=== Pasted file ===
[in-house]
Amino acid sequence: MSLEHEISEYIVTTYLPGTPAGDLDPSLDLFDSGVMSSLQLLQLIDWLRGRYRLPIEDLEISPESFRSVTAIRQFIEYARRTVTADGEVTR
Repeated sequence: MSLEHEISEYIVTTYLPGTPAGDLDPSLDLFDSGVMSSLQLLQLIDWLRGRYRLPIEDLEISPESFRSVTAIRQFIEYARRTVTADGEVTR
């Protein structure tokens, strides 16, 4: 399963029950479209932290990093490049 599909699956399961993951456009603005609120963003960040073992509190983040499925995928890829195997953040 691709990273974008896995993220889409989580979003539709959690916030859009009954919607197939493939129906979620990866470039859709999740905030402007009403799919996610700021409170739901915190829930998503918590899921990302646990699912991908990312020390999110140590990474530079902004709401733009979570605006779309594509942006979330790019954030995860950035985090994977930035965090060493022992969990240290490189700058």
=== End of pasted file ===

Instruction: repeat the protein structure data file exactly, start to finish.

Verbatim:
[in-house]
Amino acid sequence: MSLEHEISEYIVTTYLPGTPAGDLDPSLDLFDSGVMSSLQLLQLIDWLRGRYRLPIEDLEISPESFRSVTAIRQFIEYARRTVTADGEVTR
Repeated sequence: MSLEHEISEYIVTTYLPGTPAGDLDPSLDLFDSGVMSSLQLLQLIDWLRGRYRLPIEDLEISPESFRSVTAIRQFIEYARRTVTADGEVTR
């Protein structure tokens, strides 16, 4: 399963029950479209932290990093490049 599909699956399961993951456009603005609120963003960040073992509190983040499925995928890829195997953040 691709990273974008896995993220889409989580979003539709959690916030859009009954919607197939493939129906979620990866470039859709999740905030402007009403799919996610700021409170739901915190829930998503918590899921990302646990699912991908990312020390999110140590990474530079902004709401733009979570605006779309594509942006979330790019954030995860950035985090994977930035965090060493022992969990240290490189700058």